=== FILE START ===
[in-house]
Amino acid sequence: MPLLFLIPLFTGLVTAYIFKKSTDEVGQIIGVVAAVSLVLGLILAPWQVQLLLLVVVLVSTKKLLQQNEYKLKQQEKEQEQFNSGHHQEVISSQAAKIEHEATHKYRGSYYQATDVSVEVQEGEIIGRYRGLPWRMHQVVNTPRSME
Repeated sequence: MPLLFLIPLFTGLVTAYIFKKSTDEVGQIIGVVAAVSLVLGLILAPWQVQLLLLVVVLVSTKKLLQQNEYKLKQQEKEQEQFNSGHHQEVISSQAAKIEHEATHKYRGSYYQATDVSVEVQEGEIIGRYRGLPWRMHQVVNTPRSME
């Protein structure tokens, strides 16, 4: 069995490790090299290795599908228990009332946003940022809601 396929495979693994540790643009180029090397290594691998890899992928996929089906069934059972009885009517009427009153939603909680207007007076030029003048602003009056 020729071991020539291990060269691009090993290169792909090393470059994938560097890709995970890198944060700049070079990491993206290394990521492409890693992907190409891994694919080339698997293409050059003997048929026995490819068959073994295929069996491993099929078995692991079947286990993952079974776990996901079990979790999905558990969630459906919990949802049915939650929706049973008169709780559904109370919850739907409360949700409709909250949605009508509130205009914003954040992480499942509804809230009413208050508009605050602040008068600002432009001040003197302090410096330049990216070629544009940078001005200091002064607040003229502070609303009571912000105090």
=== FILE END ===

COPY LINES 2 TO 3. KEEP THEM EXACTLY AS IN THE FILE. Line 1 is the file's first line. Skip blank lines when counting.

Amino acid sequence: MPLLFLIPLFTGLVTAYIFKKSTDEVGQIIGVVAAVSLVLGLILAPWQVQLLLLVVVLVSTKKLLQQNEYKLKQQEKEQEQFNSGHHQEVISSQAAKIEHEATHKYRGSYYQATDVSVEVQEGEIIGRYRGLPWRMHQVVNTPRSME
Repeated sequence: MPLLFLIPLFTGLVTAYIFKKSTDEVGQIIGVVAAVSLVLGLILAPWQVQLLLLVVVLVSTKKLLQQNEYKLKQQEKEQEQFNSGHHQEVISSQAAKIEHEATHKYRGSYYQATDVSVEVQEGEIIGRYRGLPWRMHQVVNTPRSME